Footage shared on social media showed a crowd cheering the blaze, which broke out shortly after a security detachment guarding Mr Wickremesinghe attacked several journalists outside the home.
Mr Rajapaksa's resignation announcement was set to trigger a power struggle.
US Secretary of State Antony Blinken, meanwhile, urged Sri Lankan leaders to act quickly to seek long-term solutions to the nation’s economic and political crisis.
“We would urge the Sri Lankan Parliament to approach this with a commitment to the betterment of the country, not any one political party,” Mr Blinken said of the upcoming exit of Mr Rajapaksa, who had a rocky relationship with the United States.
“It’s incumbent on the government – whether it’s a new constitutionally selected government or existing government – to work quickly to try to identify and implement solutions that will bring back the prospect of long-term economic stability,” the US' top diplomat told reporters during a visit to Bangkok.
Such solutions must address “people’s discontent, which is so powerful and palpable over the worsening economic conditions”, he said.
He warned against attacks on protesters or journalists, saying Sri Lankans have “a right to protest, to peacefully raise their voices”.
“At the same time, we call for a full investigation, arrest and prosecution of anyone involved in any protest-related violence,” he added.
In the past, Mr Rajapaksa had irritated the United States with his dismissal of allegations of war crimes in the bloody finale of Sri Lanka’s decades-long civil war and his close economic partnership with China.
Sri Lanka has suffered through months of shortages of basic goods, lengthy blackouts and galloping inflation after running out of foreign currency to import necessities.
The government has defaulted on its US$51 billion external debt and is seeking an International Monetary Fund bailout.
Sri Lanka has nearly exhausted its already scarce supplies of petrol, and people unable to travel to the capital held protests in other cities across the island on Saturday.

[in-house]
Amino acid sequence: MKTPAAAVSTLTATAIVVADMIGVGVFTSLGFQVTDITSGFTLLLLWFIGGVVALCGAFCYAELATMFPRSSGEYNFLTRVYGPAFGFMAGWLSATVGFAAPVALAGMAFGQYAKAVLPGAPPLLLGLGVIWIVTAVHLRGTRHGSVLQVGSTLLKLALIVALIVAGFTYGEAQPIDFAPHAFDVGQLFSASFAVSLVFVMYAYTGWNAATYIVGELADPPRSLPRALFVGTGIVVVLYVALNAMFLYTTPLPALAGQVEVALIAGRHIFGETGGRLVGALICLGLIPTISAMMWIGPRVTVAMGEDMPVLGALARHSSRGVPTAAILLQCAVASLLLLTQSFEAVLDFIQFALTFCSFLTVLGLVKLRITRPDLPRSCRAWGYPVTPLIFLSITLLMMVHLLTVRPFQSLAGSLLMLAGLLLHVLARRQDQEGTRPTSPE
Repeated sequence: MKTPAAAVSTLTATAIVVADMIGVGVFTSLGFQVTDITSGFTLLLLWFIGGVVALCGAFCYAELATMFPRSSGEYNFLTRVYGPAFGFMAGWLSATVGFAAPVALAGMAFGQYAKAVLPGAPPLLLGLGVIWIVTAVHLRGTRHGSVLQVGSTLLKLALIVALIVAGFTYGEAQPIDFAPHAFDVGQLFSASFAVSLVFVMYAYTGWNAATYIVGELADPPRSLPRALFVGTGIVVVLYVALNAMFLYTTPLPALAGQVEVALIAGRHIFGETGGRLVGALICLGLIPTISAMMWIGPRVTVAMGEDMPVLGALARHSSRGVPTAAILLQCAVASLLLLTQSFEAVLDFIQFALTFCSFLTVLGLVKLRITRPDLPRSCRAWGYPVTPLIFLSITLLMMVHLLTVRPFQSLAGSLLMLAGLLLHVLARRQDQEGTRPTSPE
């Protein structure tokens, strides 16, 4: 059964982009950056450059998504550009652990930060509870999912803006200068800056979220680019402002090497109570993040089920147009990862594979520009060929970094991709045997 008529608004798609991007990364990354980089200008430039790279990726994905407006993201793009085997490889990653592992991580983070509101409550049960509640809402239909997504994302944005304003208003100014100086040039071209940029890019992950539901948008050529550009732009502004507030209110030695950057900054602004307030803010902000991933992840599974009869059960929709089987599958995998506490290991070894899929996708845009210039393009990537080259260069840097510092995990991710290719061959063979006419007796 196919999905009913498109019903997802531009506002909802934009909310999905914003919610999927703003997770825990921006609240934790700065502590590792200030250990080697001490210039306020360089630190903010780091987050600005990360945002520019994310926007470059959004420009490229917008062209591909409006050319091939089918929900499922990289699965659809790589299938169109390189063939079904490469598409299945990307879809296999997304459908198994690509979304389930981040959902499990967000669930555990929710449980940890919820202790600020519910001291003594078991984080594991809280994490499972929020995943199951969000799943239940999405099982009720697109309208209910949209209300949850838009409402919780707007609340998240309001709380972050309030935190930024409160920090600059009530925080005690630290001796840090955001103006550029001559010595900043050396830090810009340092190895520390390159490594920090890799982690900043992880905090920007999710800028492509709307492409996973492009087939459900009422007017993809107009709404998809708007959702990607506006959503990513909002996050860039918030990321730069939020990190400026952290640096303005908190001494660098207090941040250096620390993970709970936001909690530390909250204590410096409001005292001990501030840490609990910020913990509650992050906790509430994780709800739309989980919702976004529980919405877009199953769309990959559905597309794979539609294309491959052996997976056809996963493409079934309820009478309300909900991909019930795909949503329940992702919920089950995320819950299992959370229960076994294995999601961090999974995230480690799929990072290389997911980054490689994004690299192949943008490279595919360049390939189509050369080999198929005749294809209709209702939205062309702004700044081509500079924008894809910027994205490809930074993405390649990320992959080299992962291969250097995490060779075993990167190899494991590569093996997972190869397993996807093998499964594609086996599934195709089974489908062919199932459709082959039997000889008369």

Demonstrators had already maintained a months-long protest camp outside Mr Rajapaksa's office demanding his resignation.
The camp was the scene of clashes in May when a gang of Rajapaksa loyalists attacked peaceful protesters gathered there.
Nine people were killed and hundreds were wounded after the violence sparked reprisals against pro-government mobs and arson attacks on the homes of lawmakers.
Like most Sri Lankans, Ms Chandrawathi said her family was struggling to make ends meet, battered by record inflation, currency depreciation, rolling power cuts and chronic fuel shortages.
Headline inflation in the country of 22 million hit 54.6 per cent last month, and the central bank has warned that it could rise to 70 per cent in the coming months.
Sprawled on an ornately carved wooden sofa, Mr Wasantha Kumara said he had spent the night inside the president’s house, where a section of the main sweeping staircase was damaged.
Nearby, a handwritten poster read: “Watch as much as you want. Don’t destroy or loot.” A smashed vase lay next to it.
The pool’s water had turned murky by Sunday and no one was swimming.
In a corner of a darkened hall at Mr Rajapaksa’s official residence, audio engineer Sameera Karunaratne sat with two friends playing Sri Lankan pop songs on a large, polished piano.
“It’s a dream to come to a place like this,” the 26-year-old said. “We just came to see what’s going on.”
Despite the chaos, the president’s office was still working.
In a statement, the office said the president had instructed officers to unload a 3,700-ton shipment of cooking gas from a ship that arrived on Sunday.
The unrest comes at the tail end of Australia's ongoing cricket tour of Sri Lanka, with Pakistan's squad also on the island for their upcoming series.
Cricket officials said there were no plans to change their schedules, adding that the sport was unaffected by the political turmoil.
"The Australian Test is coming to an end and we are due to start the Pakistan series," a cricket board official told AFP.
"There is no opposition to having the games. In fact, fans are supportive and we have no reason to reschedule."